Today’s post comes from Sofi Czich, Canoe Resource Technician at Wabakimi Provincial Park.
Planning a late summer or early fall paddling trip in Wabakimi will stimulate your senses.
Wabakimi Provincial Park is a raw, wild beauty that will provide an unforgettable experience!
There are a few things to expect during your paddling trip and also a few things to keep in mind.
Early Autumn Colors
Being about 260 km north of Thunder Bay, fall colors arrive at the park a little earlier in September. The days are getting shorter, the nights are getting a little cooler, and the trees are getting the signal that it’s time to prepare for winter.
Aspen, white birch, and tamarack are the main trees you’ll look for for the beautiful fall display!
If you love the idea of paddling around a lake or river with lots of green and golden yellow, sprinkled with a few oranges and reds alongside you, late summer or early fall camping in Wabakimi is perfect for you!
Peace and tranquility
Wabakimi Provincial Park is essentially a natural park. This means it appeals to a specific type of paddler who prefers to travel off-piste.
Being so remote, the park usually receives no more than 500 visitors per season. In an 8,920 km2 park, it is quite rare to meet another paddler while exploring the park.
Just after the peak summer season, in late summer or early fall, there are even fewer chances of seeing someone while you’re out, which is appealing to those really looking to escape city life and immerse themselves in the cycles and rhythms of the city. nature.
Please note that this also means that you will need the appropriate level of backcountry skills to paddle in this nature park or consider using the services of a local guide or outfitter for your trip.
As summer comes to an end and fall is just around the corner, the nights get cooler in Wabakimi. Waking up in the middle of the night sweating in the summer can be uncomfortable, especially if you’ve just finished a big day of paddling.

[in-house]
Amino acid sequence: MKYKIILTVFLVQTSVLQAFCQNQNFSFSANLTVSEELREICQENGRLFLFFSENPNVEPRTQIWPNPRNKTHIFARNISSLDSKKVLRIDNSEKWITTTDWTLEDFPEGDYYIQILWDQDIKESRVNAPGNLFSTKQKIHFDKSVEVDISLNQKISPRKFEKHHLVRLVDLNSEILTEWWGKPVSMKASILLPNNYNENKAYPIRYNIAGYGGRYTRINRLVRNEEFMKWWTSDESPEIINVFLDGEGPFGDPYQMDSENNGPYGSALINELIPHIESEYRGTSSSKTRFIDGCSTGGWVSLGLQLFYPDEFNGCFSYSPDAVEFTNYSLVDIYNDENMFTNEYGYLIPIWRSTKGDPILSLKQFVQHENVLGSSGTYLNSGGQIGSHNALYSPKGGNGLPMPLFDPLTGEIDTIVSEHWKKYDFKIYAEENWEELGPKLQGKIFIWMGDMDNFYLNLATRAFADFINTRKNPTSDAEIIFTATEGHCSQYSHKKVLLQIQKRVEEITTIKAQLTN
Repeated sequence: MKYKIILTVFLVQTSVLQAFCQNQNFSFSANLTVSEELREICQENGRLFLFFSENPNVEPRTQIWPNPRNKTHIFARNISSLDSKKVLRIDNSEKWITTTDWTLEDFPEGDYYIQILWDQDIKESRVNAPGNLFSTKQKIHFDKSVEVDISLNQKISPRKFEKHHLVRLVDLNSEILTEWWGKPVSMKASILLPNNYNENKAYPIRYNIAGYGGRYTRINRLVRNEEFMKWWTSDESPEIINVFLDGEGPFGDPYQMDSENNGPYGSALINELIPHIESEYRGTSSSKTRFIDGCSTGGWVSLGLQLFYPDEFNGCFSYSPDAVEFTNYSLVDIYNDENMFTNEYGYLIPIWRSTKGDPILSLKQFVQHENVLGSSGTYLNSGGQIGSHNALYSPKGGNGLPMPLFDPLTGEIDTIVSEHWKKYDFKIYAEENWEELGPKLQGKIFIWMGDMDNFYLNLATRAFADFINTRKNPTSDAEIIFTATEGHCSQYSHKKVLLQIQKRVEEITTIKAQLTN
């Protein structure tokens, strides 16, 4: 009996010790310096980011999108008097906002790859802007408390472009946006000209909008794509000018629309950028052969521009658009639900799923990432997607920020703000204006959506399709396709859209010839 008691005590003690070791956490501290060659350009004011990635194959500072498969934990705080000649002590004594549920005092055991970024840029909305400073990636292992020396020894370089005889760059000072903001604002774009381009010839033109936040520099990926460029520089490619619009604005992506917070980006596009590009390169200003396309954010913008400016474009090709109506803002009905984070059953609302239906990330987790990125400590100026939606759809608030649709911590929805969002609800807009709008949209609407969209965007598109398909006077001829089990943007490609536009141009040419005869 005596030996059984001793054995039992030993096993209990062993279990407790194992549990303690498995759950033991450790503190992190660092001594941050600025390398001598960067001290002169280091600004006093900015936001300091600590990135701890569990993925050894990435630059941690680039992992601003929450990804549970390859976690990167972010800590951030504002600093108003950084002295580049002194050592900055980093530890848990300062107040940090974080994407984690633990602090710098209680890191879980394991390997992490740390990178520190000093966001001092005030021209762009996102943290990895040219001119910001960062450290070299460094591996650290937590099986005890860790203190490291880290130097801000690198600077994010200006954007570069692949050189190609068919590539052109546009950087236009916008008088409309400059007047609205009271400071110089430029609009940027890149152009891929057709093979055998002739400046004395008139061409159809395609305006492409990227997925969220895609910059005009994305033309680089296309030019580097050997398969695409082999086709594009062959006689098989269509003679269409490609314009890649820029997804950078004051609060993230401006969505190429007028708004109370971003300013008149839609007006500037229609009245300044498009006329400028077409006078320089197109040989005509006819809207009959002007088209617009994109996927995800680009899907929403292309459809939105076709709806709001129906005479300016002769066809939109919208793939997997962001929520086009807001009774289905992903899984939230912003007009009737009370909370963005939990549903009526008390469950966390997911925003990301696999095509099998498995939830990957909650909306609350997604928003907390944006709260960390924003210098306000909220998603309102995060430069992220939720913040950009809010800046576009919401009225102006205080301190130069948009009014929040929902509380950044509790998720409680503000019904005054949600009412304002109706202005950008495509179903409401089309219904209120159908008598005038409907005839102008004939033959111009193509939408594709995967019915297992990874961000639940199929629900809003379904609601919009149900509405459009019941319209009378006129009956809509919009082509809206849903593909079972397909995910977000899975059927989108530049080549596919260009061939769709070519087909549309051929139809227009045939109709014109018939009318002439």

At this time of year you can be sure that you will sleep peacefully at a cool and perfect temperature. The sun is still warm and will keep you warm during the day, but know that when night falls you can take out your cozy wool or fleece layer and sit around the campfire with your favorite hot drink. You might even wake up to a frosty morning this time of year.
Wildlife at this time of year.
Just as the trees receive the signals that fall is approaching, so do the fish and wildlife in Wabakimi. The birds begin their migration, with up to 130 species coming to nest in the park during the summer months, including some at-risk species such as the olive flycatcher: considered a species of “special concern”.
A Canada Jay
Most birds are beginning to fly south, leaving just over a dozen species equipped for the winter. These winter-ready birds include the Canada jay, voted Canada’s national bird by Canadian Geographic.
This time of year, fish that spent the summer months in colder, deeper water can now be found closer to the surface and in shallow water. Brook trout are spawning, so keep an eye out for their vibrant red bellies.